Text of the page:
For many Nigerians in 2015, Muhammadu Buhari was a 73 year-old former military dictator and a self- proclaimed agent of change; we saw him as a foe of anything corruption; a symbol of a new kind of hope and optimism.
We forgot so soon some of the laws and policies he came up with in 1983 and how they affected country then; we forgot so soon how he passed Decree No 2, which allowed him to detain people without trial; we forgot so soon how he passed Decree No 4, which limited freedom of speech which have him the opportunity and leeway to jail influential personalities like the late Afro Beats legend, Fela Anikulapo Kuti. And of course, we forgot the famous War Against Indiscipline and Corruption — an initiative aimed at making Nigerians being disciplined and doing “un – Nigerian things like forming orderly queues and not showing up late for work by threatening to publicly flog you or make you do frog jump.
Funnily enough, victims and witnesses of his rigid and repressive regime were the first set of persons to rally for his support and endorse him as the ideal candidate while demonizing the then Nigerian president – Goodluck Jonathan. Today, we are all dumb-strucked by the administration’s clamp down on human rights especially freedom of speech; we are more flabbergasted by the suspension of Twitter which of course has been a long time agenda of the Buhari administration in a bid to regulate social media activities in Nigeria. The truth is – we shouldn’t be surprise. There have been tell-tale signs to show Buhari’s true personality all the while; we just chose to ignore it or succumb to the fiction that he had turned a new leaf. Buhari has always nurtured the dream of creating an Orwellian state.
What is an Orwellian state?
“Orwellian” is a term that originates from the name of British novelist, George Orwell, who is renowned for his two globally recognised novels — Animal Farm and Nineteen Eighty Four. An Orwellian state symbolises an extremely brutal attitude by a state that employs stiff control over its citizen through propaganda, surveillance of information and repressive control of human rights especially freedom of expression. These features were clearly seen in George Orwell’ s dystopian novel, nineteen eighty four. Orwellian state simply means a state that tries to control every part of people’s lives.
The most popular ways of creating an Orwellian state is through human rights violation especially freedom of speech which can be achieved through violence, unlawful detentions and killings.
All these, have been a major hallmark and achievement of the Buhari administration over the years. Let’s take a look at the administration’s attempts at creating an Orwellian state.
We can’t forget how security forces opened up fire on unarmed members of the separatist group, Indigenous People of Biafra, IPOB who were holding a meeting at a school in Emene, Enugu state killing at least four people. We can’t forget in October 2020 how security forces used excessive force and violence to trample on the rights of peaceful ENDSARS protesters — resulting in the death of over 56 protesters and bystanders. Perhaps, one that would forever remain green in the memory of many Nigerians, are the killings that took place at the Lekki Toll gate — an incident infamously known as the Lekki Massacre.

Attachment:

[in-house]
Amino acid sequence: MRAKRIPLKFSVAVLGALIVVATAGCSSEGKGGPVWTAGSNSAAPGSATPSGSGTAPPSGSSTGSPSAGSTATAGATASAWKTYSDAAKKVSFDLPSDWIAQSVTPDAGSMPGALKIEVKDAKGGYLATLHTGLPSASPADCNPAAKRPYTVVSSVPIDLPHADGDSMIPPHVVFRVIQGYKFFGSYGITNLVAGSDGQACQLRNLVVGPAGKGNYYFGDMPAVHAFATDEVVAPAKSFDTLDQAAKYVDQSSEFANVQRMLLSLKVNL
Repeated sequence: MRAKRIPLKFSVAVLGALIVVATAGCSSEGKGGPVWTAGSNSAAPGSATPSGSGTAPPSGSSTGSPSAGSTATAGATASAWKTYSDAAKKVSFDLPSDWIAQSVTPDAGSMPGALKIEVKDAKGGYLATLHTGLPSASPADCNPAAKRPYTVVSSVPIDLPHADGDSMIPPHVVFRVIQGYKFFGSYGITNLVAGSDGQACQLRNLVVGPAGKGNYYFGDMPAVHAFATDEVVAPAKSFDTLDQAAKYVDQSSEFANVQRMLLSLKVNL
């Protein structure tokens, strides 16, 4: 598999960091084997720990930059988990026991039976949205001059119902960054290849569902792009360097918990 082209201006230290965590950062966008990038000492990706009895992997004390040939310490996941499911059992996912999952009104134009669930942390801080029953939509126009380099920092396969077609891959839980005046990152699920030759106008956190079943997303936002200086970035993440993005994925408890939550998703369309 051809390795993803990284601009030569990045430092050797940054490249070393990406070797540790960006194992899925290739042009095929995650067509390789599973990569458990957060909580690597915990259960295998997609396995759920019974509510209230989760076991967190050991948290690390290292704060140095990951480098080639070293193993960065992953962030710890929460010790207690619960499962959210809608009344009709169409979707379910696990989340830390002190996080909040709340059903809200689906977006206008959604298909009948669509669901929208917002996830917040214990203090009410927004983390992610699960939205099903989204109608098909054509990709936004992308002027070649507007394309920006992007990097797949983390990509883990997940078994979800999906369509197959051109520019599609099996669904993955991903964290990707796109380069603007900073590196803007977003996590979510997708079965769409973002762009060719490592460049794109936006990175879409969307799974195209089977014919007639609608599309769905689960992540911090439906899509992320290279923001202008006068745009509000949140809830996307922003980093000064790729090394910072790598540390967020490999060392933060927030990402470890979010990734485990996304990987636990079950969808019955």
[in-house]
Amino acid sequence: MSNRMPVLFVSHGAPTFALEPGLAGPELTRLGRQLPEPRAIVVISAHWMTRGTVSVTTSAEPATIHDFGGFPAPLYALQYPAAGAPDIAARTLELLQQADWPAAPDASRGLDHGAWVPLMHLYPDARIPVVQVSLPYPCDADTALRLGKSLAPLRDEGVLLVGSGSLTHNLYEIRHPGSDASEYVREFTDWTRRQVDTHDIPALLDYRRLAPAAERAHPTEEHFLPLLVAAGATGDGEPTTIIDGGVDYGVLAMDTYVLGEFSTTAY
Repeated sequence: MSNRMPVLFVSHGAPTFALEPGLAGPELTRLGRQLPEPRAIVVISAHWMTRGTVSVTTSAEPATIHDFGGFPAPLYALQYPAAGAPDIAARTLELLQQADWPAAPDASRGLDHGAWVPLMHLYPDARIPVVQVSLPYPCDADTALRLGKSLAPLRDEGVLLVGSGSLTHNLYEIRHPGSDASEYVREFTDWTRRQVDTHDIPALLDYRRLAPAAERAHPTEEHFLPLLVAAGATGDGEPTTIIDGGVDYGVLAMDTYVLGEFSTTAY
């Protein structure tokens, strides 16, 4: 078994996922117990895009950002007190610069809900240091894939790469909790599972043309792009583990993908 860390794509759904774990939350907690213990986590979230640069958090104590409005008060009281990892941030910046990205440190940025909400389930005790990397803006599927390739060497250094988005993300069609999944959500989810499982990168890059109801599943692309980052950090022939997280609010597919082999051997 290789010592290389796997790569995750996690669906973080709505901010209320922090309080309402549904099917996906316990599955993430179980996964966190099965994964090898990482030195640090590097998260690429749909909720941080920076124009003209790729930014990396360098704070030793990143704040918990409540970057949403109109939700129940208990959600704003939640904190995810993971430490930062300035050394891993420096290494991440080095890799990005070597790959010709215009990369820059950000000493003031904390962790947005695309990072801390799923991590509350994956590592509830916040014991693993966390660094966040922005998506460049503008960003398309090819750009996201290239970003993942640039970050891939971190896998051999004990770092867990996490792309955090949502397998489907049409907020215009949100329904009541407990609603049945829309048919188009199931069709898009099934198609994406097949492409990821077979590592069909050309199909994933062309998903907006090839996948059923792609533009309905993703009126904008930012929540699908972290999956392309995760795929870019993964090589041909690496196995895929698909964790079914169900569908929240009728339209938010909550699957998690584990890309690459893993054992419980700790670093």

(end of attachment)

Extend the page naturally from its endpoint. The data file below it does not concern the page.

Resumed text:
In its vision to create an Orwellian state, the regime has maintained a no-smiling face to critics, activists and cynics who have acted as watchdogs over the administration. For instance, Sahara reporters’ publisher and crusader of the “Revolution Now“, Omoyele Sowore who has carried out a number of protests against Buhari has been arrested and detained unlawfully a number of times that it has attracted international intervention. Most recently, on May 31, 2021, the activist was purportedly shot while trying to lead another protest in Abuja.
The press and journalists have not been left untouched in Buhari’s reckless vision of creating an Orwellian state. In April 2020, the police arrested the SUN newspaper journalist, Chijioke Agwu after he published an article on lassa fever outbreak. Peter Okutu of the Vanguard newspaper was also arrested for his report about a military attack on Umuogodoakpu – Ngbo community in the Ohuakwu local government area.
To further limit the activities of the press, the federal government amended the federal government amended the Nigerian broadcasting code, increasing the fine for hate speech from #500,000 to #5,000,000. The National Broadcasting Commission has forced media outfits like Channels TV, Arise TV, and AIT to cough out huge sum of money as fines for reporting the ENDSARS protests in October, citing alleged violation of the broadcasting code including the use of “unverified online video footage“.
To further crown its vision of an Orwellian state, the administration has been very enthusiastic about the Hate speech bill. The Hate speech bill remains one of the most controversial Bills to be passed by the Legislative arm of government in Nigeria.Many perceive the Bill as an attempt by the government to impose limitations on the freedom of expression of its citizens, a fundamental human right well entrenched in the constitution of Nigeria. The bill is yet to be passed into law but the government have been steadfast in its attempts to making sure it becomes a law.
With the suspension of Twitter on Friday, Nigeria has joined the league of countries like China, North Korea and Iran who have banned Twitter. Looking closely at these states, they are authoritarian regimes which share Buhari’s Orwellian state philosophy.
Are you thinking what I am thinking?
If so, where do we go from here?
Desmond Oghoghome writes for NG Times from Ogun State
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